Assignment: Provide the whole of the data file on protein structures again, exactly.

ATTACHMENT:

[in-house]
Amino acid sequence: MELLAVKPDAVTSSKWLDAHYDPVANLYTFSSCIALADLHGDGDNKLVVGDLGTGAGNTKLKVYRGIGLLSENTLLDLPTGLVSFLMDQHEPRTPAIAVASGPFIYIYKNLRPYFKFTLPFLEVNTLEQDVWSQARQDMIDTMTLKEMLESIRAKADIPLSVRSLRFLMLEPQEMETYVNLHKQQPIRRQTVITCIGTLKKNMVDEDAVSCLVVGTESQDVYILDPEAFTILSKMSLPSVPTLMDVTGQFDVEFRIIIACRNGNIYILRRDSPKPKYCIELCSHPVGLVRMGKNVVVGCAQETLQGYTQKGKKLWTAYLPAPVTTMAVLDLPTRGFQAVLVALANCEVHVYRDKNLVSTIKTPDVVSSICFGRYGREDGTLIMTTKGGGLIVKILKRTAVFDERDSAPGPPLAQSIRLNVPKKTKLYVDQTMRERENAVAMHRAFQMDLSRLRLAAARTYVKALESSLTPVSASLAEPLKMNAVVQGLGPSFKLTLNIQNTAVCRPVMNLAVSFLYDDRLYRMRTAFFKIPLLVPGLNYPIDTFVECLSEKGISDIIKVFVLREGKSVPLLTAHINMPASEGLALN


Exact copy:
[in-house]
Amino acid sequence: MELLAVKPDAVTSSKWLDAHYDPVANLYTFSSCIALADLHGDGDNKLVVGDLGTGAGNTKLKVYRGIGLLSENTLLDLPTGLVSFLMDQHEPRTPAIAVASGPFIYIYKNLRPYFKFTLPFLEVNTLEQDVWSQARQDMIDTMTLKEMLESIRAKADIPLSVRSLRFLMLEPQEMETYVNLHKQQPIRRQTVITCIGTLKKNMVDEDAVSCLVVGTESQDVYILDPEAFTILSKMSLPSVPTLMDVTGQFDVEFRIIIACRNGNIYILRRDSPKPKYCIELCSHPVGLVRMGKNVVVGCAQETLQGYTQKGKKLWTAYLPAPVTTMAVLDLPTRGFQAVLVALANCEVHVYRDKNLVSTIKTPDVVSSICFGRYGREDGTLIMTTKGGGLIVKILKRTAVFDERDSAPGPPLAQSIRLNVPKKTKLYVDQTMRERENAVAMHRAFQMDLSRLRLAAARTYVKALESSLTPVSASLAEPLKMNAVVQGLGPSFKLTLNIQNTAVCRPVMNLAVSFLYDDRLYRMRTAFFKIPLLVPGLNYPIDTFVECLSEKGISDIIKVFVLREGKSVPLLTAHINMPASEGLALN